Eastern Wayne Today

Eastern Wayne Today

Tuesday, March 31, 2020

Best way to end student's right-to-read federal lawsuit is to 'admit they're right,' Free Press column says


By Karen Kidd | Jan 17, 2020

MorgueFile - svklimkin

A civil rights lawsuit by Detroit-area students who claim literacy is a constitutional right is being mulled by a federal appeals court, but a newspaper in that city says the state should end the lawsuit by saying the students are right.

"Admit they're right," the Detroit Free Press said in an op-ed piece published Dec. 8. "And understand that this admission, and the series of actions it would trigger, would be good not just for Detroit kids, but for parents and students across the state."

The plaintiffs in the now four-year-old case, Gary v. Snyder, include students from five of Detroit's lowest-performing schools in the city’s system - though things have gotten better. Their 133-page complaint filed in September 2016 claims that literacy is a constitutional right and that Detroit is falling short.

The case has been heatedly debated ever since, survived dismissal soon after it was filed and a U.S. 6h Circuit Court of Appeals three-judge panel heard oral arguments in the case in October.

"But why wait?," the op-ed piece penned by Free Press columnist Nancy Kaffer rhetorically asked. "It shouldn't take a court ruling to ensure that our schools work."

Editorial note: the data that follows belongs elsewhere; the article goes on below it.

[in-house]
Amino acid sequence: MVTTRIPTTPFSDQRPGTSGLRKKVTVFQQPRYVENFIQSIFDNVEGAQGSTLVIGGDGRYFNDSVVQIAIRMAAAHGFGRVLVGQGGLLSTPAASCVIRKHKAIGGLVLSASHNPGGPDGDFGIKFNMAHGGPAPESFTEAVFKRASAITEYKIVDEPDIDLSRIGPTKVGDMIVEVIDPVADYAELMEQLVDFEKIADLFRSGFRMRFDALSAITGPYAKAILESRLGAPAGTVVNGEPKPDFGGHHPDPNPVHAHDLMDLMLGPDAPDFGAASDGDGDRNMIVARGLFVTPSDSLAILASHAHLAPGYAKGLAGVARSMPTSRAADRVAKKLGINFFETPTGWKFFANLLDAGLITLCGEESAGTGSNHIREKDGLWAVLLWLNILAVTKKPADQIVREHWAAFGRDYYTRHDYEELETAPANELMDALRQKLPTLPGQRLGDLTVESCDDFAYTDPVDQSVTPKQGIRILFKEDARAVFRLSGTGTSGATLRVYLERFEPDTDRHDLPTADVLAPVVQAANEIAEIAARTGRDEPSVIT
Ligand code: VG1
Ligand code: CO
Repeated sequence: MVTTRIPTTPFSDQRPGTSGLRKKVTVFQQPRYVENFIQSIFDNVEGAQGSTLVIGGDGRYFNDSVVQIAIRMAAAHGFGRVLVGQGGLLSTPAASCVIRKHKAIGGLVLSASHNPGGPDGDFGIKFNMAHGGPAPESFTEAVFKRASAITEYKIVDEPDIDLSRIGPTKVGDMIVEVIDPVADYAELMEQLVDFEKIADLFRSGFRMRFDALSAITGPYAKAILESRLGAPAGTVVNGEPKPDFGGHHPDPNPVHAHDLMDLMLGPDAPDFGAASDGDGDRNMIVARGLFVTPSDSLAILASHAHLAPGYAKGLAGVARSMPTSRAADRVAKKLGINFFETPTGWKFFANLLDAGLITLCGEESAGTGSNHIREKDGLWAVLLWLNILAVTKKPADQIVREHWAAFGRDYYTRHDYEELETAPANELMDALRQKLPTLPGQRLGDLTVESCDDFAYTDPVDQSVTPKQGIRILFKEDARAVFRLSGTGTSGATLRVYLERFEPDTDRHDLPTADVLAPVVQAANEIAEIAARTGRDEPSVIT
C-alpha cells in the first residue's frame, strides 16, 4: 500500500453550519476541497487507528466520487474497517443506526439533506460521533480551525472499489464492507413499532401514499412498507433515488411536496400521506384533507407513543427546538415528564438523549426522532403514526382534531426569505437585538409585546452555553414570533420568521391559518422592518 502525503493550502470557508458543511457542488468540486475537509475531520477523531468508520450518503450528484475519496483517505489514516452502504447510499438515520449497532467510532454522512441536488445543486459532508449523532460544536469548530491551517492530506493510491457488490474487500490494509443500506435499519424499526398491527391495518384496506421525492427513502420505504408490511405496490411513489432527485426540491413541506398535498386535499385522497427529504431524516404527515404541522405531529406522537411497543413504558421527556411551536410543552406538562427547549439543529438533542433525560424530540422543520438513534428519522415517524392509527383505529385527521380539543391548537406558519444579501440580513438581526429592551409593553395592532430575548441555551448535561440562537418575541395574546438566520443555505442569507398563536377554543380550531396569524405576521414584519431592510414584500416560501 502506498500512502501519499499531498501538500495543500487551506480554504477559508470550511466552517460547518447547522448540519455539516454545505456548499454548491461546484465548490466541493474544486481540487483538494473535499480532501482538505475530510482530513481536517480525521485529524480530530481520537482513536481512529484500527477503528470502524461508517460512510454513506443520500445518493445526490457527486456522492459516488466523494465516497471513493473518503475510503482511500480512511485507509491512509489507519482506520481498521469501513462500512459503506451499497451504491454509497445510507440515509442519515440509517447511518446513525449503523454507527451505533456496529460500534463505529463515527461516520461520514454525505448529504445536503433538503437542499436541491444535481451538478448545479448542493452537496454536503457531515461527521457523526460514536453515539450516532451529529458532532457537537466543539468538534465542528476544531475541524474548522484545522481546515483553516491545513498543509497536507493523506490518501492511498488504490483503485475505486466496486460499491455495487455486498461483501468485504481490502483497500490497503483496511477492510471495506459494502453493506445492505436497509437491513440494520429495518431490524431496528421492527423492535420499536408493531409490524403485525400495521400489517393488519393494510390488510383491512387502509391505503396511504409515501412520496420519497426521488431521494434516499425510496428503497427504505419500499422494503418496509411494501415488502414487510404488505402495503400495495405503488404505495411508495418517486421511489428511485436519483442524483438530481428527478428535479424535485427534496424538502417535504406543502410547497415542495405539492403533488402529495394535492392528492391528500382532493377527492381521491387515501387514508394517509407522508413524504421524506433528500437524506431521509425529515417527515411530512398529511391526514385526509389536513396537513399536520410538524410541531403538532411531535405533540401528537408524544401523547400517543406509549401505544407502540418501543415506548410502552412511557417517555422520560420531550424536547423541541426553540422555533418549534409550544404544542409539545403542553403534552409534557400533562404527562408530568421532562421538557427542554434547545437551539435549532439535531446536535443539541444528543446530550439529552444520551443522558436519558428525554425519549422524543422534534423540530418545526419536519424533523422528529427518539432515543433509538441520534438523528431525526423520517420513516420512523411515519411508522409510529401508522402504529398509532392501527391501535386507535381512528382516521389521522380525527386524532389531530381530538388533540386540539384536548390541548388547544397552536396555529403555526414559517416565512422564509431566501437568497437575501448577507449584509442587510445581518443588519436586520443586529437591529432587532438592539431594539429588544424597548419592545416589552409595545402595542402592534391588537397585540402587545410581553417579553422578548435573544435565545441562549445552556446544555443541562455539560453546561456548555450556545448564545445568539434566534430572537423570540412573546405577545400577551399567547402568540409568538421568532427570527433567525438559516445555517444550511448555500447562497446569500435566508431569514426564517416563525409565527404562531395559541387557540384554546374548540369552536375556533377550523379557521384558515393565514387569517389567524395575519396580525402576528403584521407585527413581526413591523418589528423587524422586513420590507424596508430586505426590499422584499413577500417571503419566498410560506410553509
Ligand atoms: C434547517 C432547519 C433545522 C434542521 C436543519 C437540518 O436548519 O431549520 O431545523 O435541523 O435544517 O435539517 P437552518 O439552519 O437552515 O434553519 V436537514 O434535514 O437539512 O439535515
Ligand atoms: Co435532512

Kaffer pointed to "specific ways to increase the number of grade-level readers in Detroit school" identified in the lawsuit, saying it "isn't uncharted territory" and that there's "no shortage of data-supported templates the district could follow."

Kaffer also said readers should care about the issue, saying that Detroit schools will continue to struggle if the students don't win the case and that suburban parents should be wary lest their area school also begin to struggle.

"Ask yourself this: If a federal court ultimately rules against the Detroit students, rejecting their claim that schools have an obligation to teach kids to read, the most basic component of education, what would that mean for your district?" the op-ed piece concluded. "It would be expensive to solve these problems. But if we don't, it will cost us ever more."

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